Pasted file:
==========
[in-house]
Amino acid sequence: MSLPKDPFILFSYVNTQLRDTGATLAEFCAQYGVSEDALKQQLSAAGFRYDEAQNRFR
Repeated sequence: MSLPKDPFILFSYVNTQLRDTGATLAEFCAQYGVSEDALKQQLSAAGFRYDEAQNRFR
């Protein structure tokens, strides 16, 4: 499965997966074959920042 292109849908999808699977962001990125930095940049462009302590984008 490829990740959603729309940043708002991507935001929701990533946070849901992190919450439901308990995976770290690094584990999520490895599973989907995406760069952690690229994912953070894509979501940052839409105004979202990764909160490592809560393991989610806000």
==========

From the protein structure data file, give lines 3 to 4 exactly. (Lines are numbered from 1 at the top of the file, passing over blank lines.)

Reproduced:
Repeated sequence: MSLPKDPFILFSYVNTQLRDTGATLAEFCAQYGVSEDALKQQLSAAGFRYDEAQNRFR
């Protein structure tokens, strides 16, 4: 499965997966074959920042 292109849908999808699977962001990125930095940049462009302590984008 490829990740959603729309940043708002991507935001929701990533946070849901992190919450439901308990995976770290690094584990999520490895599973989907995406760069952690690229994912953070894509979501940052839409105004979202990764909160490592809560393991989610806000």